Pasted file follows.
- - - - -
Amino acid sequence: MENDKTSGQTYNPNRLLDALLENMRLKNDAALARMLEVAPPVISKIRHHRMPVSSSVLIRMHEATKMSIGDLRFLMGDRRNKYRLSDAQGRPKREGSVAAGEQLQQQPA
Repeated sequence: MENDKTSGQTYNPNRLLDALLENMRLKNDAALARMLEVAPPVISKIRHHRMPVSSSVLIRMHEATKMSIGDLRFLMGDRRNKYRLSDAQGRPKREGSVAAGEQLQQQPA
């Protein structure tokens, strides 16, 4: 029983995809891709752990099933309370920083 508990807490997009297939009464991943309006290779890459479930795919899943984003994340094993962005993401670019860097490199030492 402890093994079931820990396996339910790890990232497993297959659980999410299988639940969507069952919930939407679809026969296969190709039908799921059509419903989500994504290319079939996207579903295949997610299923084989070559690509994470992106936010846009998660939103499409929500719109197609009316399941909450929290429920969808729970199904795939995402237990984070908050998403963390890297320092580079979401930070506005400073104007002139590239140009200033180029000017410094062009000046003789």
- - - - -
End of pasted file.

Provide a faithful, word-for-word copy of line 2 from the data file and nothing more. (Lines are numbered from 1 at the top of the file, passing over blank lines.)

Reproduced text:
Repeated sequence: MENDKTSGQTYNPNRLLDALLENMRLKNDAALARMLEVAPPVISKIRHHRMPVSSSVLIRMHEATKMSIGDLRFLMGDRRNKYRLSDAQGRPKREGSVAAGEQLQQQPA